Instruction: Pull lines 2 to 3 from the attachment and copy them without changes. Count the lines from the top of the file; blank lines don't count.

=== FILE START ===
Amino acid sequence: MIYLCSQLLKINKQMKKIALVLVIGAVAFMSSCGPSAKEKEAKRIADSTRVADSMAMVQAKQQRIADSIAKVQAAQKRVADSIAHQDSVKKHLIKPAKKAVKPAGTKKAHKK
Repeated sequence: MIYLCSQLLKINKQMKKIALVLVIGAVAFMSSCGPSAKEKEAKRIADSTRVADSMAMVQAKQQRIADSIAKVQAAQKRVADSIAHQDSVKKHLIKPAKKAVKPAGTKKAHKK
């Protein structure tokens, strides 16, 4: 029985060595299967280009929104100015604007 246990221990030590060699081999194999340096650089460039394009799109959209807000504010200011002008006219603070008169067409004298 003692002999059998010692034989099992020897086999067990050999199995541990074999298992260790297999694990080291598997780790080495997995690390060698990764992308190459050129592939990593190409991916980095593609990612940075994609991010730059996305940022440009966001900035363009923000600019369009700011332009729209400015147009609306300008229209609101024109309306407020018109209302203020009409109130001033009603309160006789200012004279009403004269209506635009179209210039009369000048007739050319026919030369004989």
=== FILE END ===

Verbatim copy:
Repeated sequence: MIYLCSQLLKINKQMKKIALVLVIGAVAFMSSCGPSAKEKEAKRIADSTRVADSMAMVQAKQQRIADSIAKVQAAQKRVADSIAHQDSVKKHLIKPAKKAVKPAGTKKAHKK
């Protein structure tokens, strides 16, 4: 029985060595299967280009929104100015604007 246990221990030590060699081999194999340096650089460039394009799109959209807000504010200011002008006219603070008169067409004298 003692002999059998010692034989099992020897086999067990050999199995541990074999298992260790297999694990080291598997780790080495997995690390060698990764992308190459050129592939990593190409991916980095593609990612940075994609991010730059996305940022440009966001900035363009923000600019369009700011332009729209400015147009609306300008229209609101024109309306407020018109209302203020009409109130001033009603309160006789200012004279009403004269209506635009179209210039009369000048007739050319026919030369004989």